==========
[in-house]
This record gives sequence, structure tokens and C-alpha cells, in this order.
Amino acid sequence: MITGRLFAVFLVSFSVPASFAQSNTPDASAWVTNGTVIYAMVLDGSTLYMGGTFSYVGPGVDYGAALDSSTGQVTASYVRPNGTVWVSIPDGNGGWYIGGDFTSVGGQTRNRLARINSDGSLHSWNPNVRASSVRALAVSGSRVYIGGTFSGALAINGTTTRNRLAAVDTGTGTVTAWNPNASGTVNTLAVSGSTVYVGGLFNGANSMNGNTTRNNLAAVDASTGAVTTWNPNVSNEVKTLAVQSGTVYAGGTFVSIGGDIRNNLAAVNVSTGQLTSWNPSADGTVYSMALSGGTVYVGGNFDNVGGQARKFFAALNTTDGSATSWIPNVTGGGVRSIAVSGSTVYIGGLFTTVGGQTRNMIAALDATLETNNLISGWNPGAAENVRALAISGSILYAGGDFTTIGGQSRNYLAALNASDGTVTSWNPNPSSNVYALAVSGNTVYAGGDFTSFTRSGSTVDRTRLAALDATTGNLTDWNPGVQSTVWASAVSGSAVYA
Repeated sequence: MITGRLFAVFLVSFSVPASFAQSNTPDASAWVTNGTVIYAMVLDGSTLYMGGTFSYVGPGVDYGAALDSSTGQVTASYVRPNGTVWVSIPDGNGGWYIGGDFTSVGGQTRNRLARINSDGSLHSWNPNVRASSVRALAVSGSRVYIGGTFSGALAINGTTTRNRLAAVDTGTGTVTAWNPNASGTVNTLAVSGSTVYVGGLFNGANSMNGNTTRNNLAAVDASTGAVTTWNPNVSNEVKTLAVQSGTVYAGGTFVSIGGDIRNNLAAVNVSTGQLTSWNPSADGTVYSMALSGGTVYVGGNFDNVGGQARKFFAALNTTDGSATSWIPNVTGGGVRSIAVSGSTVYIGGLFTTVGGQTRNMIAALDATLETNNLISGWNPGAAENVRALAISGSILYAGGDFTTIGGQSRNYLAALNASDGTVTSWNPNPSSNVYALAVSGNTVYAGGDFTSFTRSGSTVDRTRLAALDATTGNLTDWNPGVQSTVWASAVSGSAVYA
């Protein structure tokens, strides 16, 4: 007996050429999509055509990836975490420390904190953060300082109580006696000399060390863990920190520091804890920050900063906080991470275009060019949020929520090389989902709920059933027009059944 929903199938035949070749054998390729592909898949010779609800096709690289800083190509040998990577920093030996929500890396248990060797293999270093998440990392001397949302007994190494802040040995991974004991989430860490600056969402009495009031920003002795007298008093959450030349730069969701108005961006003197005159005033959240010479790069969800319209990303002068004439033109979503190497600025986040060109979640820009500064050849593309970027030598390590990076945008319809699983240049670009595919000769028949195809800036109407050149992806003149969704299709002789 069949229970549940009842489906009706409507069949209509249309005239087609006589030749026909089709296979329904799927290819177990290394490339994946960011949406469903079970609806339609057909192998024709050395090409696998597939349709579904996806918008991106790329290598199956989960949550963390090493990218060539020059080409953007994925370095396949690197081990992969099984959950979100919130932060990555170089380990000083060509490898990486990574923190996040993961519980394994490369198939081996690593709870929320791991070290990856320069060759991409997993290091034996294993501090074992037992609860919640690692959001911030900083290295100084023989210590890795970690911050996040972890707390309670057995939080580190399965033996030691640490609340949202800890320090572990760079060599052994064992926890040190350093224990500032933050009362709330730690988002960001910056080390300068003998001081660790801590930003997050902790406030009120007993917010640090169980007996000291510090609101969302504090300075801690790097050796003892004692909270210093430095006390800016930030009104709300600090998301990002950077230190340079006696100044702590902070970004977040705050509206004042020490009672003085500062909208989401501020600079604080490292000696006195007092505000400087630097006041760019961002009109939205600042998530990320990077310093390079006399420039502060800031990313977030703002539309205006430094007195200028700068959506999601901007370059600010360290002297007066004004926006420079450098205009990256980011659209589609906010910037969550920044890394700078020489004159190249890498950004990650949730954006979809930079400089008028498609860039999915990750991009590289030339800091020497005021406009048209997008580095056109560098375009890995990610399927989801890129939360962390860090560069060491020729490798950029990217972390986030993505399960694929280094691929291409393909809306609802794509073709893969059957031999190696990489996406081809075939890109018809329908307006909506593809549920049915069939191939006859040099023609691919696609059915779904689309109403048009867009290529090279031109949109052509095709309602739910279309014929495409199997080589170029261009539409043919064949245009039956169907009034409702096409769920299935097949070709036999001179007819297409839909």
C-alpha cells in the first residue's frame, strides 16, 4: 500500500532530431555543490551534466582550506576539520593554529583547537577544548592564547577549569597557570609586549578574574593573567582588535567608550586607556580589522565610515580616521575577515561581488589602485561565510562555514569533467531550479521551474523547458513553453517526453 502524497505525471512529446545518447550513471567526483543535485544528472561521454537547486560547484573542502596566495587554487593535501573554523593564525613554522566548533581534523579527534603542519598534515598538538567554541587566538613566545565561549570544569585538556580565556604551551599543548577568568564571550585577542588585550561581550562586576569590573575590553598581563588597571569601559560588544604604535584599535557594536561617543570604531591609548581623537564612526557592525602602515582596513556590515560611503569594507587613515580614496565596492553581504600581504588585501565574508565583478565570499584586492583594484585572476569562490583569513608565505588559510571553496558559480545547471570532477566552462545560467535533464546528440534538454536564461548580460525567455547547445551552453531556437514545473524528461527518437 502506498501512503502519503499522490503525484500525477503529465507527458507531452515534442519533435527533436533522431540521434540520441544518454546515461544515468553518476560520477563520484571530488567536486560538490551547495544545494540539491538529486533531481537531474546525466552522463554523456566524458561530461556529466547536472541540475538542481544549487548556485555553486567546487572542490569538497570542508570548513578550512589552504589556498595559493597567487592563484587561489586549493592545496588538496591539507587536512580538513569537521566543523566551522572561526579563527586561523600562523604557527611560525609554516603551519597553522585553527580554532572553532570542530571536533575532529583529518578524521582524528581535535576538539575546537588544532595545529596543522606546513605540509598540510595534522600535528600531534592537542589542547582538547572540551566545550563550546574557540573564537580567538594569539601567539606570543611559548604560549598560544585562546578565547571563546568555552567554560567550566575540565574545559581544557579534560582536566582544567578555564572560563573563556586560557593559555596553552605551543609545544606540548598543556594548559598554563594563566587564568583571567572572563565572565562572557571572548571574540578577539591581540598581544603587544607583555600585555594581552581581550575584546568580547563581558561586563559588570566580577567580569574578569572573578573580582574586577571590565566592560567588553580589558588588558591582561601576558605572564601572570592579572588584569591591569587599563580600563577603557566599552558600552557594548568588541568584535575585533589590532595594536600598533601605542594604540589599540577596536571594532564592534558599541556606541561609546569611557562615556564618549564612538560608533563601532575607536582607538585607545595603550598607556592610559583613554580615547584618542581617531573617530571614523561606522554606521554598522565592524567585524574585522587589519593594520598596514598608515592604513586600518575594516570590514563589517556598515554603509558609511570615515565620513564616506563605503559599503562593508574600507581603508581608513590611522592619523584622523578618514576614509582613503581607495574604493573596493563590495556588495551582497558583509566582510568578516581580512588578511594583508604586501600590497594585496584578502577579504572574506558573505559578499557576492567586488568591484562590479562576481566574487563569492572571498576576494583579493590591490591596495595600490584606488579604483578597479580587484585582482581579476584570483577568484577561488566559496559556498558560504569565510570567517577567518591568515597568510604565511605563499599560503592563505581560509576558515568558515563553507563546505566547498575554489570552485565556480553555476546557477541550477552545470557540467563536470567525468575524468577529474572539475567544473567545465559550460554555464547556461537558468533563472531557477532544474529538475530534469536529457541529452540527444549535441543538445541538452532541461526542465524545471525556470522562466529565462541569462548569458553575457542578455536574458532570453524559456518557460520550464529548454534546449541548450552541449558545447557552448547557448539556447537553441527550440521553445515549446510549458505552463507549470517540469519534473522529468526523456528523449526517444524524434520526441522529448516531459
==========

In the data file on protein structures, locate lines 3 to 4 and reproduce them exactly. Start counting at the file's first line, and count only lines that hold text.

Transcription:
Amino acid sequence: MITGRLFAVFLVSFSVPASFAQSNTPDASAWVTNGTVIYAMVLDGSTLYMGGTFSYVGPGVDYGAALDSSTGQVTASYVRPNGTVWVSIPDGNGGWYIGGDFTSVGGQTRNRLARINSDGSLHSWNPNVRASSVRALAVSGSRVYIGGTFSGALAINGTTTRNRLAAVDTGTGTVTAWNPNASGTVNTLAVSGSTVYVGGLFNGANSMNGNTTRNNLAAVDASTGAVTTWNPNVSNEVKTLAVQSGTVYAGGTFVSIGGDIRNNLAAVNVSTGQLTSWNPSADGTVYSMALSGGTVYVGGNFDNVGGQARKFFAALNTTDGSATSWIPNVTGGGVRSIAVSGSTVYIGGLFTTVGGQTRNMIAALDATLETNNLISGWNPGAAENVRALAISGSILYAGGDFTTIGGQSRNYLAALNASDGTVTSWNPNPSSNVYALAVSGNTVYAGGDFTSFTRSGSTVDRTRLAALDATTGNLTDWNPGVQSTVWASAVSGSAVYA
Repeated sequence: MITGRLFAVFLVSFSVPASFAQSNTPDASAWVTNGTVIYAMVLDGSTLYMGGTFSYVGPGVDYGAALDSSTGQVTASYVRPNGTVWVSIPDGNGGWYIGGDFTSVGGQTRNRLARINSDGSLHSWNPNVRASSVRALAVSGSRVYIGGTFSGALAINGTTTRNRLAAVDTGTGTVTAWNPNASGTVNTLAVSGSTVYVGGLFNGANSMNGNTTRNNLAAVDASTGAVTTWNPNVSNEVKTLAVQSGTVYAGGTFVSIGGDIRNNLAAVNVSTGQLTSWNPSADGTVYSMALSGGTVYVGGNFDNVGGQARKFFAALNTTDGSATSWIPNVTGGGVRSIAVSGSTVYIGGLFTTVGGQTRNMIAALDATLETNNLISGWNPGAAENVRALAISGSILYAGGDFTTIGGQSRNYLAALNASDGTVTSWNPNPSSNVYALAVSGNTVYAGGDFTSFTRSGSTVDRTRLAALDATTGNLTDWNPGVQSTVWASAVSGSAVYA